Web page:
I grew up at a time and in a neighborhood where little old ladies in black dresses waited on line at the local bank to get their interest stamped in their passbook savings accounts. The local bank, being smart about marketing to young people, worked with local schools to open savings accounts for kids. This taught some great lessons: the value of saving, how interest compounds, how a bank works, and most importantly—why those old neighbors made sure they got their interest stamped.
For a kid growing up in the sixties, it was hard to imagine that so many of those people waiting on line had lived through the Great Depression and a World War. They grew up not trusting the institutions around them and needed to see in black and white what was rightfully theirs. On Fridays, the line sometimes snaked around the block! As a precocious kid, it seemed to take forever, and if you missed a week, the bank simply calculated the interest and stamped two weeks worth the following week, so why wait?
As I grew older and got jobs, it became necessary to go to the bank and make deposits with checks and withdraw cash. Of course, if you needed to withdraw money, you needed to get back on that line, preferably not on a Friday, and fill out a withdrawal slip and present it to the teller. Those tellers seemed all-powerful too, sitting behind cages looking down at you.
It was a great relief when the ATM came along and now with a simple slash of a card through a reader and a password, I could deposit money and withdraw cash at any time of the day and not just between the hours of 9 a.m. and 3 p.m. And more importantly, I didn’t need to stand in line and talk to anyone—I could simply deal with the machine. I grew up watching The Jetsons, and while I knew flying cars didn’t exist yet, the fact that they were on TV meant someone was at least thinking about them. So, getting money from a machine in a bank seemed perfectly OK to me.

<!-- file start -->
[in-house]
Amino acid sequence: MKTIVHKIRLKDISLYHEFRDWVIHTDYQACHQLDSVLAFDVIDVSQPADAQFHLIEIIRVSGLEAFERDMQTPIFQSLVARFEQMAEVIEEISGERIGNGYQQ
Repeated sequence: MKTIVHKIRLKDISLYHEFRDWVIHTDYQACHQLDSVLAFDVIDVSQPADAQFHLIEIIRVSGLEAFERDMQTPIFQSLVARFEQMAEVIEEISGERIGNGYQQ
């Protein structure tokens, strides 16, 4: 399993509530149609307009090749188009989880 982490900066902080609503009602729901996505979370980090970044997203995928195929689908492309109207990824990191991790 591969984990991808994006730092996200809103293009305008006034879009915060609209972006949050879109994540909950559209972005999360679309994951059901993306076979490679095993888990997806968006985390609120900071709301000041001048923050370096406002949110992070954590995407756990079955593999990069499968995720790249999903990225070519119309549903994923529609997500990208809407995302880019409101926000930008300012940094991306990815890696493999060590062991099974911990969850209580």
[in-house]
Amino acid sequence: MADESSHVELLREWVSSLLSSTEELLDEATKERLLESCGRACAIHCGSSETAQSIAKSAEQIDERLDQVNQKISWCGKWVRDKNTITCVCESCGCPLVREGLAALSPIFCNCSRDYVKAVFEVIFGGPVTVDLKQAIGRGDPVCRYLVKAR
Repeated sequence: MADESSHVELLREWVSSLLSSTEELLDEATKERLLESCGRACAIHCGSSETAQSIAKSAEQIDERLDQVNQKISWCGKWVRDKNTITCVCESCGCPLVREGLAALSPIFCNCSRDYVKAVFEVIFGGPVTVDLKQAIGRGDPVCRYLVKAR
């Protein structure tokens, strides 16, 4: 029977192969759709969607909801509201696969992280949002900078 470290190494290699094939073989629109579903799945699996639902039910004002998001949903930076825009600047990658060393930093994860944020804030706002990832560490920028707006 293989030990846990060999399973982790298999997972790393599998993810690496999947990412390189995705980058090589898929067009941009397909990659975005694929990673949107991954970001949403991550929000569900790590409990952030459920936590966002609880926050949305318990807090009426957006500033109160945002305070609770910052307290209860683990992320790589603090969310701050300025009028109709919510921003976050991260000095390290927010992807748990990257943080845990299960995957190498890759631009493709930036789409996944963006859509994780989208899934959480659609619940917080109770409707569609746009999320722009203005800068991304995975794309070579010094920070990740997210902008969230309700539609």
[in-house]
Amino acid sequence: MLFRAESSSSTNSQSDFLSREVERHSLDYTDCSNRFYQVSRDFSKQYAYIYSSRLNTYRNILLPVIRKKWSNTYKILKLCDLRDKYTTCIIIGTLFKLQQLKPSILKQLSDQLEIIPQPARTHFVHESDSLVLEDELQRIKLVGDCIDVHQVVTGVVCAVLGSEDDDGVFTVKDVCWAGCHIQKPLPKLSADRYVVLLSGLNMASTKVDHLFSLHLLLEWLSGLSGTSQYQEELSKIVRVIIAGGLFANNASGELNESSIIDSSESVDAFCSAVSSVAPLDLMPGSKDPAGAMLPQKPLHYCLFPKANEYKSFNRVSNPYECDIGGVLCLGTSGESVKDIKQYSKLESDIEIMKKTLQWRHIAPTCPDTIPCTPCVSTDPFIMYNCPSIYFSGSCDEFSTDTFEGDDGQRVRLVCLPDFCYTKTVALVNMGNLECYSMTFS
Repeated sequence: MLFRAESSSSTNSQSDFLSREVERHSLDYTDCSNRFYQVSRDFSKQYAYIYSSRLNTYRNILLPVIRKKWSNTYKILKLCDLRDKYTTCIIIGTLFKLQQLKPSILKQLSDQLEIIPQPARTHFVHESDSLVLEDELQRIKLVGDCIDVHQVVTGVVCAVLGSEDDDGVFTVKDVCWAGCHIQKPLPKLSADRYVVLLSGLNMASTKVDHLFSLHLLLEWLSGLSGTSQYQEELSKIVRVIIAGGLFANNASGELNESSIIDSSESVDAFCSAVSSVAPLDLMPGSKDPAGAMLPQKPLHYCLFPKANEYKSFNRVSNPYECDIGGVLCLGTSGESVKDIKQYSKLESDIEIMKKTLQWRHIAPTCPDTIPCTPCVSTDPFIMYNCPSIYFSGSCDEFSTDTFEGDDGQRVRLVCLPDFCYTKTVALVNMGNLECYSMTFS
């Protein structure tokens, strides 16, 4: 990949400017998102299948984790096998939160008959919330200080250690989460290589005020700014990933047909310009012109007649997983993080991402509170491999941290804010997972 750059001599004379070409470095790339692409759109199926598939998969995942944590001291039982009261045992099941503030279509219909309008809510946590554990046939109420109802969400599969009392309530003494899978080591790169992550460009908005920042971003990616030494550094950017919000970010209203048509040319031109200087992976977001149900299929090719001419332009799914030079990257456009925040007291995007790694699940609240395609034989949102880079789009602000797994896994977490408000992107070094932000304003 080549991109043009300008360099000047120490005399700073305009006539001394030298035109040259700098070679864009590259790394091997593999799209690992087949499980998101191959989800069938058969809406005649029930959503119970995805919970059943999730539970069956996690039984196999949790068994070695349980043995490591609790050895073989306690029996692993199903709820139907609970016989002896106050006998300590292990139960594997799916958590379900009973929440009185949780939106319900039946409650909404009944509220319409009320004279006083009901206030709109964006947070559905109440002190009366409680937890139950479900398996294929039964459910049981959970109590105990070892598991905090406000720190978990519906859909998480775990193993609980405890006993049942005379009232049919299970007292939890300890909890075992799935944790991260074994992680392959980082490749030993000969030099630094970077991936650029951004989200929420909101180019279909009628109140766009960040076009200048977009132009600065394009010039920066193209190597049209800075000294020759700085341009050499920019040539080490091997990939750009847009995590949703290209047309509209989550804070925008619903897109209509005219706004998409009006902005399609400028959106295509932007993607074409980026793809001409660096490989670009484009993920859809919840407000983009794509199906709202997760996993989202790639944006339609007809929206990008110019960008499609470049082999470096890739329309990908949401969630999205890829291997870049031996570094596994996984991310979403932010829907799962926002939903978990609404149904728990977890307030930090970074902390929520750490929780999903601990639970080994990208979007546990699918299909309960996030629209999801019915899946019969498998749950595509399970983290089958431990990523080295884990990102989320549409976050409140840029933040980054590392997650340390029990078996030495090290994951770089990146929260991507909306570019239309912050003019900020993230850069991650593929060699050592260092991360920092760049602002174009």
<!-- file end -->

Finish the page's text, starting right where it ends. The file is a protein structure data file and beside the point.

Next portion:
Many years later, when I began working at the New York Stock Exchange, I was frightened to go down to the floor of the Exchange because it looked and felt like chaos. I became frustrated that I couldn’t simply go to that same ATM machine and buy and sell securities just like I was able to deposit and withdraw cash. I understood that a message from the ATM would have to go to a brokerage firm (Glass-Stegall was still in effect), and that a brokerage firm would have to send the order to an Exchange where it would end back up on a floor and finally executed. I also understood that that process could never happen fast enough for me to get an answer while standing in front of the ATM. And while I loved the institution I worked for, I really wanted the immediacy of an answer from the screen in front of me.
Decades later, when I was tasked with managing the NYSE’s transition to automated trading, it never occurred to me that when finished I could get that immediate answer that I had indeed bought or sold a security. I remembered the people waiting in line to get their interest stamped when the Market dropped almost 1,000 points one day in 2010 and then immediately rebounded right back up, and I thought, is this what I really wished for so many years ago?
Technology has changed the way we see the world in so many ways. We are not children of the Great Depression and have not lived through a World War, but we have lived through market crashes in 1987 and in 2008, and we have lived through 9/11 and the ensuing wars, but we still trust technology and believe that if we miss a week on line, that the system will simply calculate the correct interest and post it.
I have often thought about all the jobs that technology displaced, the tellers, the traders, the trading floors, the old savings banks. And as a generation, we are less and less capable of interacting with other humans, but I am still looking forward to flying cars. I mean that was the promise of The Jetsons, right? Or will this simply be another case of being sorry for what I wished for. I hope not this time, I really want to drive a flying car!